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Fertility is undoubtedly the least often discussed facet of the reproductive process, in large part because scientists haven't had the tools needed to study it until recently, but also because, well, it's just not very sexy. But as Ellison, professor of anthropology and dean of the Graduate School of Arts and Sciences at Harvard, shows in this comprehensive study, fertility plays a far more important role than the sexual act in our development as a species. "It may well be... that it was an adaptation in our reproductive physiology that originally set the stage for our intellectual and cultural development," he asserts. But important aspects of female physiology aren't obvious outcomes of natural selection: the head size required for the relatively large fetal brain played a major role in the high incidence of women's death in childbirth in earlier centuries. The author tells us that scientists have discovered that there seems to be little correlation between sperm counts and male fecundity. One man can have the minimum normal sperm count of 15,000-20,000 per milliliter and another an astonishing 250 million, but both face roughly the same odds of impregnating a fertile egg. Ellison tilts perhaps a little too strongly toward female fertility; males receive only one relatively short chapter. The book is not an easy read and will probably appeal mainly to professionals in medicine and related fields. Still, any reader will be astounded not only by how much has been learned about human fertility but by how much still remains to be explored. (Mar.)
Copyright 2001 Reed Business Information, Inc. --This text refers to an out of print or unavailable edition of this title.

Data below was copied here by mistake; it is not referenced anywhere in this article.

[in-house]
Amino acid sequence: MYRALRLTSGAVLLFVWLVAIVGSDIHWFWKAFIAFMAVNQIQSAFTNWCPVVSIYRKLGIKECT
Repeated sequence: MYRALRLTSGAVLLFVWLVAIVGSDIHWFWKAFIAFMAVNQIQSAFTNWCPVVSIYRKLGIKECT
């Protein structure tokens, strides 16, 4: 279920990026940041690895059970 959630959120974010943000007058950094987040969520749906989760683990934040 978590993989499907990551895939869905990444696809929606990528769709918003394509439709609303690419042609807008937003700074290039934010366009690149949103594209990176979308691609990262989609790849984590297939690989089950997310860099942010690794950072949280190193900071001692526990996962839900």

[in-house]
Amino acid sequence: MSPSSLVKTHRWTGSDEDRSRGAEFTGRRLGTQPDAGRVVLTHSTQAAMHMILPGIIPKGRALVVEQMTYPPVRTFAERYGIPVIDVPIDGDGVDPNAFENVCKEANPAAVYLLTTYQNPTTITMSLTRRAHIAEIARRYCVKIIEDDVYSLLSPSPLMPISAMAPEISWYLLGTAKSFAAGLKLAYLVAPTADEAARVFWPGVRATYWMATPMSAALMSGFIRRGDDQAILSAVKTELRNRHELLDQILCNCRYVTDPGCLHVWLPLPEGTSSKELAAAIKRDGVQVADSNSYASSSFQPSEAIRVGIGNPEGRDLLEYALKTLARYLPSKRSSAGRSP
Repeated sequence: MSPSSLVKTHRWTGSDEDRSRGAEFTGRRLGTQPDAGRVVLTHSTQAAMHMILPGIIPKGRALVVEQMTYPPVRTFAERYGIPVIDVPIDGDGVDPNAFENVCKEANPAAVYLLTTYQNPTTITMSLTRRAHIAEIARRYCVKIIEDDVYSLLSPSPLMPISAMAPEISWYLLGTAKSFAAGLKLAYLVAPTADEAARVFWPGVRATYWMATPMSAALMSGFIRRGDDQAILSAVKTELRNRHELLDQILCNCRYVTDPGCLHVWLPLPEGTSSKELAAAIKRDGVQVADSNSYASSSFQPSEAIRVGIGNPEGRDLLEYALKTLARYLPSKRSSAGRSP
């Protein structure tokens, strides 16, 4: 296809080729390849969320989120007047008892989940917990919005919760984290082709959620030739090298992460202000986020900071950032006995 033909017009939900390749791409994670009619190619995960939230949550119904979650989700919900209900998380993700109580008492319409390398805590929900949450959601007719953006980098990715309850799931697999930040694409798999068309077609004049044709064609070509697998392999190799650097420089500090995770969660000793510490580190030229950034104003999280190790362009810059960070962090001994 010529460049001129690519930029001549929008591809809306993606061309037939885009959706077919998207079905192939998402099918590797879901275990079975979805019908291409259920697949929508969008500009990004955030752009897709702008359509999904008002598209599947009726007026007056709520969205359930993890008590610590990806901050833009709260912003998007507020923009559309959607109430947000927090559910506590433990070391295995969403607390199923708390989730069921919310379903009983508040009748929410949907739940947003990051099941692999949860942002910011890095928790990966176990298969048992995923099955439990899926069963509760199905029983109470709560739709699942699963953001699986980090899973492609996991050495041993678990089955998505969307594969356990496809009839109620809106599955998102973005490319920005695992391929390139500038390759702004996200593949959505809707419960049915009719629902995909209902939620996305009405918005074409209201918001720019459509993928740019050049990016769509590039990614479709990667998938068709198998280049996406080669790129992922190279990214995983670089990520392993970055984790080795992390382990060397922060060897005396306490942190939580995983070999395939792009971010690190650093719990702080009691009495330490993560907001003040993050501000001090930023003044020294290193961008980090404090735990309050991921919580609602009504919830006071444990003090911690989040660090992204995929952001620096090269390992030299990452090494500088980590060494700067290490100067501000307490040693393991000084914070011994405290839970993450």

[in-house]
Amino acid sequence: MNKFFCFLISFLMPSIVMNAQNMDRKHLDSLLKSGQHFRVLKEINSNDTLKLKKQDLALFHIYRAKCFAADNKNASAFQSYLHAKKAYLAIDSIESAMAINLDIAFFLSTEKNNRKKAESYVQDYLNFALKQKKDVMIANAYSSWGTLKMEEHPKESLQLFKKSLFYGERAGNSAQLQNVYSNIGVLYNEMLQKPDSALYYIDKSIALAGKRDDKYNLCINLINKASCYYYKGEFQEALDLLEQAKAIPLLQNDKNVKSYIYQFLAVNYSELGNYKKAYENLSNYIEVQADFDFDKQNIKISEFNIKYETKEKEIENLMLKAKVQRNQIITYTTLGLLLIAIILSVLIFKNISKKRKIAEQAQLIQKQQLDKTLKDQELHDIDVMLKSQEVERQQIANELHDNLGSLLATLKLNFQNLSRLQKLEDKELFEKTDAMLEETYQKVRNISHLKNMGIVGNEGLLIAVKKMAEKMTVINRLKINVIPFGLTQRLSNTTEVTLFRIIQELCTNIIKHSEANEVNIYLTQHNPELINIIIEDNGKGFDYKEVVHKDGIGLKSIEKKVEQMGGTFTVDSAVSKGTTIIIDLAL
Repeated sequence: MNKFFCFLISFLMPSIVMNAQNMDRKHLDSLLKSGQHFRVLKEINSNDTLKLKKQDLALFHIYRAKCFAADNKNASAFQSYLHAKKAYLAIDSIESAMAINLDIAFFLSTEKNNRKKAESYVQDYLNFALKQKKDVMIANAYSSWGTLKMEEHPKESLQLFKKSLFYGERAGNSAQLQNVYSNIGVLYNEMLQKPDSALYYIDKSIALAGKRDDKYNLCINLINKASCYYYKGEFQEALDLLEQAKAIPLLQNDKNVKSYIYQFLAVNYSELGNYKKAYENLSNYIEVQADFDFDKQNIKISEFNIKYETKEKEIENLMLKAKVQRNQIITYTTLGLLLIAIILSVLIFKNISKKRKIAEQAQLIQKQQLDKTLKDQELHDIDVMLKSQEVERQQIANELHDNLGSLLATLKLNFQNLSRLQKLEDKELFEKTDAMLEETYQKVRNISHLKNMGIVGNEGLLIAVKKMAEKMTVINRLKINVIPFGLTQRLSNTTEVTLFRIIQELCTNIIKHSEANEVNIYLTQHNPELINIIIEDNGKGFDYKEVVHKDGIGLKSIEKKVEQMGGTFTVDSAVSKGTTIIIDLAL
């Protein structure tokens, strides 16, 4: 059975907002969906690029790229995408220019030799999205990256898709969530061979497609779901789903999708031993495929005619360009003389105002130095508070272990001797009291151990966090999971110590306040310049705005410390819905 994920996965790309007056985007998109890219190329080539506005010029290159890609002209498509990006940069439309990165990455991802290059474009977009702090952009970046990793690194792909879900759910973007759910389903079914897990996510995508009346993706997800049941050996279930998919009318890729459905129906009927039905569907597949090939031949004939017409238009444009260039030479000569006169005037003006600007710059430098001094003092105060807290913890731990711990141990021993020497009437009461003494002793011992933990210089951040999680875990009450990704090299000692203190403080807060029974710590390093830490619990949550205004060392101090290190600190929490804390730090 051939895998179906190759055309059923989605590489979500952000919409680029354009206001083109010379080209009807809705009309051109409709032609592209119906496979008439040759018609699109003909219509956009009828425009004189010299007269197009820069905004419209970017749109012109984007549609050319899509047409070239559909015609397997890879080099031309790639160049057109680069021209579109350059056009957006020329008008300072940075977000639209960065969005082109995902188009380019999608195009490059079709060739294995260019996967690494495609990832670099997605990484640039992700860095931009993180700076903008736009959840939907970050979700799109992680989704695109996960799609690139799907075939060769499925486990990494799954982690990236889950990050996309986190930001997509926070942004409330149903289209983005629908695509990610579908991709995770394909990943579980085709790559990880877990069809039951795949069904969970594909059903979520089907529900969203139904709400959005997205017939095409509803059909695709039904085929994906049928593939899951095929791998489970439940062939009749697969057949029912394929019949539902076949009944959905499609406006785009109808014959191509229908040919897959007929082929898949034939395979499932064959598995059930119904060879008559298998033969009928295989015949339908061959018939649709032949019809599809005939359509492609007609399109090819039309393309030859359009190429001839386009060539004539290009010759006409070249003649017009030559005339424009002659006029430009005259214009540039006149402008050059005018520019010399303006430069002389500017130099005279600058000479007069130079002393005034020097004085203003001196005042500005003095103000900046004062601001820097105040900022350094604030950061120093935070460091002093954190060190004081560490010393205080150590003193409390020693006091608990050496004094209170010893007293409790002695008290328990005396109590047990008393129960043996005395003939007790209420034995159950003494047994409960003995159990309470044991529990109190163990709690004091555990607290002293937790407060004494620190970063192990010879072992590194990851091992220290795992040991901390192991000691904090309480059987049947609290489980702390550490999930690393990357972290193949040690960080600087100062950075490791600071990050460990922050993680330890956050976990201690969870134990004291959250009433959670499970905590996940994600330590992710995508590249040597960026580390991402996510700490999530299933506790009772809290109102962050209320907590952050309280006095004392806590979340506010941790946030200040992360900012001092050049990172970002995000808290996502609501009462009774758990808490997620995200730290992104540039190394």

Ellison describes the evolution of human reproduction clearly and concisely, beginning with the forces that shaped the process of conception and^B proceeding to the reproductive process, birth, and the subsequent six months of development. Focusing heavily on the biochemical basis of reproduction, he notes competing theories as to the origins and development of each major reproductive event, evaluating them in the context of current research. Most interesting, however, is the concluding description of how evolutionary forces shaping human reproduction allowed for the development of greater brain size and especially for the development of the neocortex, thereby laying the foundation for early humans' dramatic increase in intelligence. Adapting to a food-availability pattern consisting of alternating abundance and want, hominids developed the ability to store fat in large quantities. Consequently, mothers could store fat in the early stages of pregnancy, becoming abler to meet fetal energy demands, including the very high demands of developing brain tissue, in the later stages of pregnancy. Sure to delight anyone interested in the external forces that helped create humanity. Bonnie Johnston
Copyright © American Library Association. All rights reserved --This text refers to an out of print or unavailable edition of this title.